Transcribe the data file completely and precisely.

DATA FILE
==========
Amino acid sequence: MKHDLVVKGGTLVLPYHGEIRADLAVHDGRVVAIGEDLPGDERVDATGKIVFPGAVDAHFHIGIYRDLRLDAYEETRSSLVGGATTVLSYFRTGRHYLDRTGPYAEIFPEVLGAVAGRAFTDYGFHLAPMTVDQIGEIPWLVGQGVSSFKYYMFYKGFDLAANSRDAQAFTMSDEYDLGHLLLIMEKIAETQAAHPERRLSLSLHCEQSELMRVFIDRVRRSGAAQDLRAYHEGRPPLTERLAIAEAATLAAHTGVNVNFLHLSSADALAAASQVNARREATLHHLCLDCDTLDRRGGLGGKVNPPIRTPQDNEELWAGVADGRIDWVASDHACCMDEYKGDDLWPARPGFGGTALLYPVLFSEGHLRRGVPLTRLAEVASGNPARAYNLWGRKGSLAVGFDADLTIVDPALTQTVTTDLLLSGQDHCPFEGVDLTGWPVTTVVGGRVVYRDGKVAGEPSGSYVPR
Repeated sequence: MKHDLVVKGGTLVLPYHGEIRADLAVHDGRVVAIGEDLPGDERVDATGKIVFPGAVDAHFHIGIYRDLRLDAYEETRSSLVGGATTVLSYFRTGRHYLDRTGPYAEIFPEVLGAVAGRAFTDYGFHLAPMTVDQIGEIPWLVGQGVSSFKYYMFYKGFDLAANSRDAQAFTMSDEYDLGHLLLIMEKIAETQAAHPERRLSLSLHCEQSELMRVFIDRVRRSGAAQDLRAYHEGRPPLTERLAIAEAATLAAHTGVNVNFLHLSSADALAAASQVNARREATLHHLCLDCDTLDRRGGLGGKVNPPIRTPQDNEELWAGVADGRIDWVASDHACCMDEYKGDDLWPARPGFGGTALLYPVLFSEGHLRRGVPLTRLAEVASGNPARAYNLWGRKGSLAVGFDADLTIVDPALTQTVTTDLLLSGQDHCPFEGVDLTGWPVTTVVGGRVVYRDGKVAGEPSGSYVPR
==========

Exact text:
Amino acid sequence: MKHDLVVKGGTLVLPYHGEIRADLAVHDGRVVAIGEDLPGDERVDATGKIVFPGAVDAHFHIGIYRDLRLDAYEETRSSLVGGATTVLSYFRTGRHYLDRTGPYAEIFPEVLGAVAGRAFTDYGFHLAPMTVDQIGEIPWLVGQGVSSFKYYMFYKGFDLAANSRDAQAFTMSDEYDLGHLLLIMEKIAETQAAHPERRLSLSLHCEQSELMRVFIDRVRRSGAAQDLRAYHEGRPPLTERLAIAEAATLAAHTGVNVNFLHLSSADALAAASQVNARREATLHHLCLDCDTLDRRGGLGGKVNPPIRTPQDNEELWAGVADGRIDWVASDHACCMDEYKGDDLWPARPGFGGTALLYPVLFSEGHLRRGVPLTRLAEVASGNPARAYNLWGRKGSLAVGFDADLTIVDPALTQTVTTDLLLSGQDHCPFEGVDLTGWPVTTVVGGRVVYRDGKVAGEPSGSYVPR
Repeated sequence: MKHDLVVKGGTLVLPYHGEIRADLAVHDGRVVAIGEDLPGDERVDATGKIVFPGAVDAHFHIGIYRDLRLDAYEETRSSLVGGATTVLSYFRTGRHYLDRTGPYAEIFPEVLGAVAGRAFTDYGFHLAPMTVDQIGEIPWLVGQGVSSFKYYMFYKGFDLAANSRDAQAFTMSDEYDLGHLLLIMEKIAETQAAHPERRLSLSLHCEQSELMRVFIDRVRRSGAAQDLRAYHEGRPPLTERLAIAEAATLAAHTGVNVNFLHLSSADALAAASQVNARREATLHHLCLDCDTLDRRGGLGGKVNPPIRTPQDNEELWAGVADGRIDWVASDHACCMDEYKGDDLWPARPGFGGTALLYPVLFSEGHLRRGVPLTRLAEVASGNPARAYNLWGRKGSLAVGFDADLTIVDPALTQTVTTDLLLSGQDHCPFEGVDLTGWPVTTVVGGRVVYRDGKVAGEPSGSYVPR